March 30, 2006

THE DEVIL IS IN THE DETAILS

In Fall of '04 I took a class on color theory taught by Peg McNair, a local weaver with a national reputation. I remember Peg talking about the creative process, and saying that when we get stuck on a project that's not turning out as we thought it would, we have a tendency to want to put the project away in a drawer. The work troubles us or revulses us, and we don't want to look at it any more since it holds up to us our own shortcomings. Peg does not think this response is helpful.

"You should leave your project out where you can pass by it several times a day," she said, "so that you are constantly stimulating yourself with it." And, she promised, the next step that we should take on the project would occur to us, and sooner than if we had put it away where we couldn't see it.

Remembering this advice, I've kept my Level 2 vest on the windowseat in my bedroom. I see it every time I'm in the hallway anywhere near my bedroom; I see it before I go to sleep at night, and it's one of the first things I see each morning. Seeing it as often as I have, I've grown rather fond of it, even as I see places where it could be improved.

The vest is 19-1/2 inches long, and 252 stitches around. I knitted 19 inches of that vest, and not until we were on the plane coming home from Florida and I was power-knitting to finish off the shoulders did I see this coming (these photos are a birdseye view from the top of the shoulder):

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That circled half of a snowflake on the back of the vest does not match up with

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this circled half of a snowflake on the front of the vest.

So I had knitted along, 19 and more inches of vest over a period of months, and it surprised the hell out of me when I got to those last couple of rounds and discovered that my snowflakes were offset by a few inches.

They did not line up because I in my wisdom naivete, way back when I started this vest, chose to use an odd number of repeats of the snowflake pattern. Given the gauge I was working, 8 repeats of the pattern would have been too small, and 10 would have been too large, but 9 was just right.

Had I used 8 or 10 repeats, though, my half-snowflakes would have met and made one continuous snowflake over the top of the shoulder. It would have been a beautiful thing.

Experience is a powerful teacher, isn't it?

So seeing that vest laid out on the windowseat has given rise to lots of musing on my part about principles of good composition. Just as a drawing can be well composed, just as a short story can be well composed, just as a plaid dress can have its plaids matching at the seams -- so, too, can a piece of knitting be well composed.

So I'm choosing to knit the vest over, in order to have a shoulder seam where the motifs match, front and back; also to improve a couple of other minor points in the knitting. By going down to 8 pattern repeats and going up one needle size, I'll have a gauge that will fit and snowflakes that will match.

(Quite frankly I do not know whether the Master Knitting Committee would pass the prototype vest, or not, with the motifs not matching at the shoulders. But when I see so very clearly that the prototype can be made better, I'm choosing to reknit it.)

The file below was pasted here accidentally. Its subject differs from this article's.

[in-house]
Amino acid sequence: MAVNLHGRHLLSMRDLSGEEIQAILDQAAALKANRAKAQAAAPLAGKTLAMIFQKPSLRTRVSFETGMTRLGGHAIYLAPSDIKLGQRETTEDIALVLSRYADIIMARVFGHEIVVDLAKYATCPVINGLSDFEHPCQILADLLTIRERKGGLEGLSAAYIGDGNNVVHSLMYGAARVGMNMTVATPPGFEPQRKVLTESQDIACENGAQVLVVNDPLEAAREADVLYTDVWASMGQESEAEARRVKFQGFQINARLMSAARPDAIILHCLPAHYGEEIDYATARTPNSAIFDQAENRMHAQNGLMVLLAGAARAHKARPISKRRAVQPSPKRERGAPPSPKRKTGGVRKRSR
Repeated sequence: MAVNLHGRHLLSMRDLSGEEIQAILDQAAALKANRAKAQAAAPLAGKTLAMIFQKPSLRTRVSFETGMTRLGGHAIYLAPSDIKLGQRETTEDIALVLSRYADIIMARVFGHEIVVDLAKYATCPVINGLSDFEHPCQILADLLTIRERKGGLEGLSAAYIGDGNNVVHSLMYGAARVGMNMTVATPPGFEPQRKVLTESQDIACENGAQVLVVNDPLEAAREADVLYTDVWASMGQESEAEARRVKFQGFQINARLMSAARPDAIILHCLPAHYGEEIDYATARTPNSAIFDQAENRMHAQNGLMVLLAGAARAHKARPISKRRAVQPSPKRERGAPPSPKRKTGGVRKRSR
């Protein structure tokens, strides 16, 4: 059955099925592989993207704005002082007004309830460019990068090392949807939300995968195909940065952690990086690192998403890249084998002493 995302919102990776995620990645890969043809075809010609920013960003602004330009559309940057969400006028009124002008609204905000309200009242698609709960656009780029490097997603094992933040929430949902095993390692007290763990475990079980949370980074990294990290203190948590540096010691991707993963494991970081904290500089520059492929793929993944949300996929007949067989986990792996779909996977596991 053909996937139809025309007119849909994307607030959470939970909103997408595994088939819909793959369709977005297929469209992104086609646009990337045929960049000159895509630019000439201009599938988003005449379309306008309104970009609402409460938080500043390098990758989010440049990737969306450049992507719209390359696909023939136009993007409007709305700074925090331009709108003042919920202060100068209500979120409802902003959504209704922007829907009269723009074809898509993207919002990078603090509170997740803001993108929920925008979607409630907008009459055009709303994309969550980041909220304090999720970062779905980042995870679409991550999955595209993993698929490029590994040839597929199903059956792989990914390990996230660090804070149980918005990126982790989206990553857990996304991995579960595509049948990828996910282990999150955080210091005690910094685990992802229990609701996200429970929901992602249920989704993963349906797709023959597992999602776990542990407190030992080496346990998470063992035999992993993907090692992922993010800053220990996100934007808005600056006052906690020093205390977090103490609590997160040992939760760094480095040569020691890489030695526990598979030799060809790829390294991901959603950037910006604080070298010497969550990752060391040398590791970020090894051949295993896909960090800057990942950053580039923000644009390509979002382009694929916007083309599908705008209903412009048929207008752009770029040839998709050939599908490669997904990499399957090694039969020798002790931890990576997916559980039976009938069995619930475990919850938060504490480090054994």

In Two Swans Yarns news: Four just-published patterns are hot off the presses and newly listed on the Two Swans site, two from Fiber Trends and two from Knitting Pure & Simple:

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Diamonds for Rhiannon, a baby blanket designed by Bev Galeskas. (I got in the baby yarn for this item, too.)

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And Evelyn Clark gives us another great lace pattern, Lupine Lace Socks, using your favorite sock yarn and mine, Lorna's Laces.

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A cardigan for men, knitted from the top down. (This pattern has lots of adjustments for width and length.) Shown in the picture is a zippered front closure, but the directions also include a buttonband front closure.

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A wrap-front cardigan, also knitted from the top down. (I've always wanted to make a ballerina sweater like this, and I've had a Jaeger pattern for one in stash for years -- I suspect this Knitting Pure & Simple one will be much easier to knit.)

And, just for fun, a pattern that isn't new on the market but one that tickled me to find and bring in to my store:

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The April Fools Socks! This is a design by Lisa Parker, who also designed what's been a very popular pattern at Two Swans, the Wildhorse Farms Gansey Socks.

Posted by Karen at March 30, 2006 08:34 AM
Comments

I love your vest and I would not have even noticed that the snowflakes didn't match up. Of course, I'm not a master knitter either. :-)

Posted by: Jewel at March 30, 2006 10:48 AM

I wouldn't have noticed either, but I'm impressed that you're going to do it over. It makes sense to me. It would always bother you that they're not lined up.

I wish I could see the Fiber Trends socks more clearly. The eyes are getting old . . .

Posted by: Patti at March 30, 2006 06:55 PM

Your vest is beautiful, and I admire your determination to make it be the very best that it can be. It will truly be an accomplishment.

Posted by: Melanie at March 31, 2006 08:02 AM